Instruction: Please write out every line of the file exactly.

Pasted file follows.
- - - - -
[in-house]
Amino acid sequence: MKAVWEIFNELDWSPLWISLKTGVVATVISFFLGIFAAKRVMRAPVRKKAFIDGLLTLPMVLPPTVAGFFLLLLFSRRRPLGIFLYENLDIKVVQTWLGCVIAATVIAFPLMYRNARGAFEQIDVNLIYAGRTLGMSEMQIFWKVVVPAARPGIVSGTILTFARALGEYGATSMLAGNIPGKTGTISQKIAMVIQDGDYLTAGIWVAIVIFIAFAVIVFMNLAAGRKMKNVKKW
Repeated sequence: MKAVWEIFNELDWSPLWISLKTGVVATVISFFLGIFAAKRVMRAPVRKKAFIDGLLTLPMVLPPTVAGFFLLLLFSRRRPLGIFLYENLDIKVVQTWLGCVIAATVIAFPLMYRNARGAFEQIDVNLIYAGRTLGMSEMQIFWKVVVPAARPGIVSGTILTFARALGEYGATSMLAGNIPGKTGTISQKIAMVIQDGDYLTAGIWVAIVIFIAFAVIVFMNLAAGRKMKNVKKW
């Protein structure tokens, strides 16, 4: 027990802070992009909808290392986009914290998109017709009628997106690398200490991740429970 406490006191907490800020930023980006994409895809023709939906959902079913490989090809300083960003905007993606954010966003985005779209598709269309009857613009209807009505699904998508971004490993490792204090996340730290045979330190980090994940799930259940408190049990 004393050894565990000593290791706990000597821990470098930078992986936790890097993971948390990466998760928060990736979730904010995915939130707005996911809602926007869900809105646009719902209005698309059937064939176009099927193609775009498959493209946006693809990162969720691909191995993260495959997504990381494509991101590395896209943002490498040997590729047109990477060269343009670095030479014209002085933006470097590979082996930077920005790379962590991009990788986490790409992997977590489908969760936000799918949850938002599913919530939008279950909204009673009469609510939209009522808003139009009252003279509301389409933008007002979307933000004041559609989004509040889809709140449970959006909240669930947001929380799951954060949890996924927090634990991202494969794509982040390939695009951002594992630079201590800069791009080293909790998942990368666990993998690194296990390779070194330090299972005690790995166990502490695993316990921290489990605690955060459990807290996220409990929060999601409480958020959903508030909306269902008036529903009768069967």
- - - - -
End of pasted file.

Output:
[in-house]
Amino acid sequence: MKAVWEIFNELDWSPLWISLKTGVVATVISFFLGIFAAKRVMRAPVRKKAFIDGLLTLPMVLPPTVAGFFLLLLFSRRRPLGIFLYENLDIKVVQTWLGCVIAATVIAFPLMYRNARGAFEQIDVNLIYAGRTLGMSEMQIFWKVVVPAARPGIVSGTILTFARALGEYGATSMLAGNIPGKTGTISQKIAMVIQDGDYLTAGIWVAIVIFIAFAVIVFMNLAAGRKMKNVKKW
Repeated sequence: MKAVWEIFNELDWSPLWISLKTGVVATVISFFLGIFAAKRVMRAPVRKKAFIDGLLTLPMVLPPTVAGFFLLLLFSRRRPLGIFLYENLDIKVVQTWLGCVIAATVIAFPLMYRNARGAFEQIDVNLIYAGRTLGMSEMQIFWKVVVPAARPGIVSGTILTFARALGEYGATSMLAGNIPGKTGTISQKIAMVIQDGDYLTAGIWVAIVIFIAFAVIVFMNLAAGRKMKNVKKW
């Protein structure tokens, strides 16, 4: 027990802070992009909808290392986009914290998109017709009628997106690398200490991740429970 406490006191907490800020930023980006994409895809023709939906959902079913490989090809300083960003905007993606954010966003985005779209598709269309009857613009209807009505699904998508971004490993490792204090996340730290045979330190980090994940799930259940408190049990 004393050894565990000593290791706990000597821990470098930078992986936790890097993971948390990466998760928060990736979730904010995915939130707005996911809602926007869900809105646009719902209005698309059937064939176009099927193609775009498959493209946006693809990162969720691909191995993260495959997504990381494509991101590395896209943002490498040997590729047109990477060269343009670095030479014209002085933006470097590979082996930077920005790379962590991009990788986490790409992997977590489908969760936000799918949850938002599913919530939008279950909204009673009469609510939209009522808003139009009252003279509301389409933008007002979307933000004041559609989004509040889809709140449970959006909240669930947001929380799951954060949890996924927090634990991202494969794509982040390939695009951002594992630079201590800069791009080293909790998942990368666990993998690194296990390779070194330090299972005690790995166990502490695993316990921290489990605690955060459990807290996220409990929060999601409480958020959903508030909306269902008036529903009768069967």